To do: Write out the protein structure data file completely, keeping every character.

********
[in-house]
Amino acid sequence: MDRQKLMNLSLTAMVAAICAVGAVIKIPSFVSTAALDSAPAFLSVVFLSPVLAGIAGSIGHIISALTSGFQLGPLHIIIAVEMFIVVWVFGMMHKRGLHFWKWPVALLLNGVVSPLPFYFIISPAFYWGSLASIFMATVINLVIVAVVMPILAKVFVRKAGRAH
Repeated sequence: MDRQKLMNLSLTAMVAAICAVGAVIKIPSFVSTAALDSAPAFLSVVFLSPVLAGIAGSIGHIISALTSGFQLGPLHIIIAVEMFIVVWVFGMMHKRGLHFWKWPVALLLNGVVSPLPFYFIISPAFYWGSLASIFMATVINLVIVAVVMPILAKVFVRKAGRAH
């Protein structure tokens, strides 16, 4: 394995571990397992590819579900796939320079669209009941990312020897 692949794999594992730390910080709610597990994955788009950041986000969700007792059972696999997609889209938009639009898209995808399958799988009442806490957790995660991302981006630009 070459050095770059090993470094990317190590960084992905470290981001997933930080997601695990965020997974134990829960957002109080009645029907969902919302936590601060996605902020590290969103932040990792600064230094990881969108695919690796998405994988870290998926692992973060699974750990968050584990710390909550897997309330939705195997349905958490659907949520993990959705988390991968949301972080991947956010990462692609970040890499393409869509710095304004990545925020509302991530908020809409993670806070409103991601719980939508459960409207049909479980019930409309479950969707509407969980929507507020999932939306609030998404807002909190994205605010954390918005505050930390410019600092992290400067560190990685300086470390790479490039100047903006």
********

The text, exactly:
[in-house]
Amino acid sequence: MDRQKLMNLSLTAMVAAICAVGAVIKIPSFVSTAALDSAPAFLSVVFLSPVLAGIAGSIGHIISALTSGFQLGPLHIIIAVEMFIVVWVFGMMHKRGLHFWKWPVALLLNGVVSPLPFYFIISPAFYWGSLASIFMATVINLVIVAVVMPILAKVFVRKAGRAH
Repeated sequence: MDRQKLMNLSLTAMVAAICAVGAVIKIPSFVSTAALDSAPAFLSVVFLSPVLAGIAGSIGHIISALTSGFQLGPLHIIIAVEMFIVVWVFGMMHKRGLHFWKWPVALLLNGVVSPLPFYFIISPAFYWGSLASIFMATVINLVIVAVVMPILAKVFVRKAGRAH
């Protein structure tokens, strides 16, 4: 394995571990397992590819579900796939320079669209009941990312020897 692949794999594992730390910080709610597990994955788009950041986000969700007792059972696999997609889209938009639009898209995808399958799988009442806490957790995660991302981006630009 070459050095770059090993470094990317190590960084992905470290981001997933930080997601695990965020997974134990829960957002109080009645029907969902919302936590601060996605902020590290969103932040990792600064230094990881969108695919690796998405994988870290998926692992973060699974750990968050584990710390909550897997309330939705195997349905958490659907949520993990959705988390991968949301972080991947956010990462692609970040890499393409869509710095304004990545925020509302991530908020809409993670806070409103991601719980939508459960409207049909479980019930409309479950969707509407969980929507507020999932939306609030998404807002909190994205605010954390918005505050930390410019600092992290400067560190990685300086470390790479490039100047903006």